The most visible, and most contentious, component of the Internet transition was the registration of domain names.
Domain name registration associates a human-readable character string (such as “nsf.gov”) with Internet Protocol (IP) addresses, which computers use to locate one another.
NSF continues to support many research projects to develop new networking tools, educational uses of the Internet and network-based applications.
Previously, NSF had subsidized the cost of registering all domain names.
At the same time, the number of Internet-connected computers grew from 2,000 in 1985 to more than 2 million in 1993.
To handle the increasing data traffic, the NSFNET backbone became the first national 45-megabits-per-second Internet network in 1991.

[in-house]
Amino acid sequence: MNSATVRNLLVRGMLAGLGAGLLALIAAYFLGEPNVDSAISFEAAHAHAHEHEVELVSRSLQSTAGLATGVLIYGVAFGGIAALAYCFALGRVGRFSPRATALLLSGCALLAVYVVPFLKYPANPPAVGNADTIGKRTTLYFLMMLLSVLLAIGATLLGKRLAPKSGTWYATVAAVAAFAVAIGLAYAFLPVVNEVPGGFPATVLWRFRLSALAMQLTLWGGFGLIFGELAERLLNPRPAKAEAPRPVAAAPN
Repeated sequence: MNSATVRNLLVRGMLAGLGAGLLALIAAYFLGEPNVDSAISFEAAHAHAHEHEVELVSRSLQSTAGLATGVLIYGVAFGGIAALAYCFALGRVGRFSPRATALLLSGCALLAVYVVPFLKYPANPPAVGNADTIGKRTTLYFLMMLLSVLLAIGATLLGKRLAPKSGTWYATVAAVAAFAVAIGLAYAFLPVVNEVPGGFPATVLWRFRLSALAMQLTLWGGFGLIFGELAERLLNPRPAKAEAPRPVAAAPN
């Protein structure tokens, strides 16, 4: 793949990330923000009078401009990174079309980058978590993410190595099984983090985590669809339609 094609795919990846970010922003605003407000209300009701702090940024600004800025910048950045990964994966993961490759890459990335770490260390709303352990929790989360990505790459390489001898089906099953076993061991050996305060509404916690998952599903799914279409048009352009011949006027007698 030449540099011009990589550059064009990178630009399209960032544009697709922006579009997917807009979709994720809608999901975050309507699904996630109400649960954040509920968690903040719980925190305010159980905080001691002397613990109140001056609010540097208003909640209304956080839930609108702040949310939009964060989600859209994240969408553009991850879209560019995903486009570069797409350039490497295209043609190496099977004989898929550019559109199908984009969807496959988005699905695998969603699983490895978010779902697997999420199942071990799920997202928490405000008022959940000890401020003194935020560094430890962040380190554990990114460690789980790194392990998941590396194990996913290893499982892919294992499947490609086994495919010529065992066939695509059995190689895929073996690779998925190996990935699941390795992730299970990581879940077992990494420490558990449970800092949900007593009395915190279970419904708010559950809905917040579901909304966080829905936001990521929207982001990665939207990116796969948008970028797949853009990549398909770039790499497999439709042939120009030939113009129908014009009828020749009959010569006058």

NSF has also been instrumental in providing international connections services that have bridged the U. network infrastructure with countries and regions including Europe, Mongolia, Africa, Latin America, Russia and the Pacific Rim.
In addition, NSF has continued to extend the reach of the highest-performance U. research and education networks by supporting connectivity and collaborations with their counterparts in Canada, Europe and Asia.